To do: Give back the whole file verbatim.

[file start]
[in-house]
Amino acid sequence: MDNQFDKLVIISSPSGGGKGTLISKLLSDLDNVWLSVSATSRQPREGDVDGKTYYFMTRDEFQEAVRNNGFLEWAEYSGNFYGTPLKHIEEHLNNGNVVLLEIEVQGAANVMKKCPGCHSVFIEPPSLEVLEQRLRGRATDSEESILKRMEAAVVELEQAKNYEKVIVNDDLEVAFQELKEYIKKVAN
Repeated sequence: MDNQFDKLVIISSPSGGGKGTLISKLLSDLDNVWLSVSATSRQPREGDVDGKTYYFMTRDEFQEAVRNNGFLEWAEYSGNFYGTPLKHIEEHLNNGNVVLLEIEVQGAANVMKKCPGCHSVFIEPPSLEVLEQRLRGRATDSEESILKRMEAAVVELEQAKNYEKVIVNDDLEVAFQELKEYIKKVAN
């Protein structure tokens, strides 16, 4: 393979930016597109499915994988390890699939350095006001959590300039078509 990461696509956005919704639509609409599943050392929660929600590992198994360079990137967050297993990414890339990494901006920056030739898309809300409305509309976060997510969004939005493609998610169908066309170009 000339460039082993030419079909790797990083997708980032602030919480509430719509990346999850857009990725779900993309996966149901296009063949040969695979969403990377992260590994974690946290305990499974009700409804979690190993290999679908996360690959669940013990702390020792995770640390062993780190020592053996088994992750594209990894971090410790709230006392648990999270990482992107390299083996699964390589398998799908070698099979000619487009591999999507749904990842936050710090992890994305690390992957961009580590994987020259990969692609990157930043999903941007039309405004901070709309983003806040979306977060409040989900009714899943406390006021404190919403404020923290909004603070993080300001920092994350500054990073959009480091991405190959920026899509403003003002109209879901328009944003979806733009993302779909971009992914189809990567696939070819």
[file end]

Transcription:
[in-house]
Amino acid sequence: MDNQFDKLVIISSPSGGGKGTLISKLLSDLDNVWLSVSATSRQPREGDVDGKTYYFMTRDEFQEAVRNNGFLEWAEYSGNFYGTPLKHIEEHLNNGNVVLLEIEVQGAANVMKKCPGCHSVFIEPPSLEVLEQRLRGRATDSEESILKRMEAAVVELEQAKNYEKVIVNDDLEVAFQELKEYIKKVAN
Repeated sequence: MDNQFDKLVIISSPSGGGKGTLISKLLSDLDNVWLSVSATSRQPREGDVDGKTYYFMTRDEFQEAVRNNGFLEWAEYSGNFYGTPLKHIEEHLNNGNVVLLEIEVQGAANVMKKCPGCHSVFIEPPSLEVLEQRLRGRATDSEESILKRMEAAVVELEQAKNYEKVIVNDDLEVAFQELKEYIKKVAN
């Protein structure tokens, strides 16, 4: 393979930016597109499915994988390890699939350095006001959590300039078509 990461696509956005919704639509609409599943050392929660929600590992198994360079990137967050297993990414890339990494901006920056030739898309809300409305509309976060997510969004939005493609998610169908066309170009 000339460039082993030419079909790797990083997708980032602030919480509430719509990346999850857009990725779900993309996966149901296009063949040969695979969403990377992260590994974690946290305990499974009700409804979690190993290999679908996360690959669940013990702390020792995770640390062993780190020592053996088994992750594209990894971090410790709230006392648990999270990482992107390299083996699964390589398998799908070698099979000619487009591999999507749904990842936050710090992890994305690390992957961009580590994987020259990969692609990157930043999903941007039309405004901070709309983003806040979306977060409040989900009714899943406390006021404190919403404020923290909004603070993080300001920092994350500054990073959009480091991405190959920026899509403003003002109209879901328009944003979806733009993302779909971009992914189809990567696939070819």